Propaganda & Mass Persuasion: Stewart Ewen; a review from my desk

Tuesday, April 01, 2008

Stewart Ewen; a review from my desk

"Iraq and a hard place" as Stewart Ewen put it, would have been one of the best propaganda slogans of the entire desert storm operation. Mr. Ewen points out in this article that unlike any war before this one, more and more critics, authors, analysts and just everyday people formed opinions on the war based on the 24 hour coverage that proceeded it. Although it is important today to point out that much of what we saw was censored by the military and the government. Stewart Ewen also points out how President Bush was an important figure head for the propaganda layed out to the people. Careful planning went into every word of his speeches. His closest associates and advisers helped create an image to the American people that would hopefully propel us to believe in our cause like during the times of World War II. It is in this important time period of mass media that constant news coverage coupled with clever slogans like The Butcher of Baghdad would lead the U.S people to the conclusions our elected officials believed we should have. Essentially censoring our ability to obtain our own true opinions. In Stewart Ewen's article "War in the Persian Gulf: A report from the couch." He clearly lays out just how American sentiment towards the first war in the gulf was in a crafty slogan of his own. Our opinions were formed from the couches and dinner tables of our homes. These opinions were carefully guided by our elected officials, and argueably still carrie's on today.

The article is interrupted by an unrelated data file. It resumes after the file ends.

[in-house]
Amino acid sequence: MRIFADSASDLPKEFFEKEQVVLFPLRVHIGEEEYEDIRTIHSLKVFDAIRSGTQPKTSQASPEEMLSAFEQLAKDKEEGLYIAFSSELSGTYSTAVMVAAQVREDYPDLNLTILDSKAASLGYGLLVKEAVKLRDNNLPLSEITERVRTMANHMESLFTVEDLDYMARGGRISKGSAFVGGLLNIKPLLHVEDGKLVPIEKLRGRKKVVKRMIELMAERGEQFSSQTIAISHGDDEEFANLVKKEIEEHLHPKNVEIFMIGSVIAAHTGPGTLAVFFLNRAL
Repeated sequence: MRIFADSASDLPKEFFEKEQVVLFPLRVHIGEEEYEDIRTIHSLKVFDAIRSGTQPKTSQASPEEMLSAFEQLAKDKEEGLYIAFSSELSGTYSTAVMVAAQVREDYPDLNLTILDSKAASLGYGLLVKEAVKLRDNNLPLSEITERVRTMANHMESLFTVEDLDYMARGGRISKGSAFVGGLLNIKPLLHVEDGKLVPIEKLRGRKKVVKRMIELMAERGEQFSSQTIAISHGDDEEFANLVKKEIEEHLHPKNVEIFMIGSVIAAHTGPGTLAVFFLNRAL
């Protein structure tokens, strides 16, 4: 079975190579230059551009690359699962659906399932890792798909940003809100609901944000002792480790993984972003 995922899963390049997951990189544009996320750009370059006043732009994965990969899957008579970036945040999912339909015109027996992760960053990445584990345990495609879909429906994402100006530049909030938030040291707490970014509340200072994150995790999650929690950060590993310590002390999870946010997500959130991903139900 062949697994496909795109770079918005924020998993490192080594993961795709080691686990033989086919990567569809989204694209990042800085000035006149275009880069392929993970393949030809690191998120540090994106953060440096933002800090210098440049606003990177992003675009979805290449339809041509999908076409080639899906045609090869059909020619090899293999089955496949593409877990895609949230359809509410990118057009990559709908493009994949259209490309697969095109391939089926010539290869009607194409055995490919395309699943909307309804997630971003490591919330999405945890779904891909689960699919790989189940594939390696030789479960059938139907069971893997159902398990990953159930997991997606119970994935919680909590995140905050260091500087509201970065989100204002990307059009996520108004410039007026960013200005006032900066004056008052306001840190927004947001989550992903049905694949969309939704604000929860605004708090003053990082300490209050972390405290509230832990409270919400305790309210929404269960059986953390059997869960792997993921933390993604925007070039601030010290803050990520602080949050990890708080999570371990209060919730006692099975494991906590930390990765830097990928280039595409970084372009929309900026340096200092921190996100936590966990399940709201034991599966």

Blogger A. Mattson said...

A good discussion. Next time break your post up into shorter paragraphs.

Ewen is giving the adminstration and the media a lot of power to shape opinions. Does the president actually have that much control over public opinion about the war? Are carefully crafted speeches enough to "guide our thoughts"?

4/14/2008 1:40 PM  

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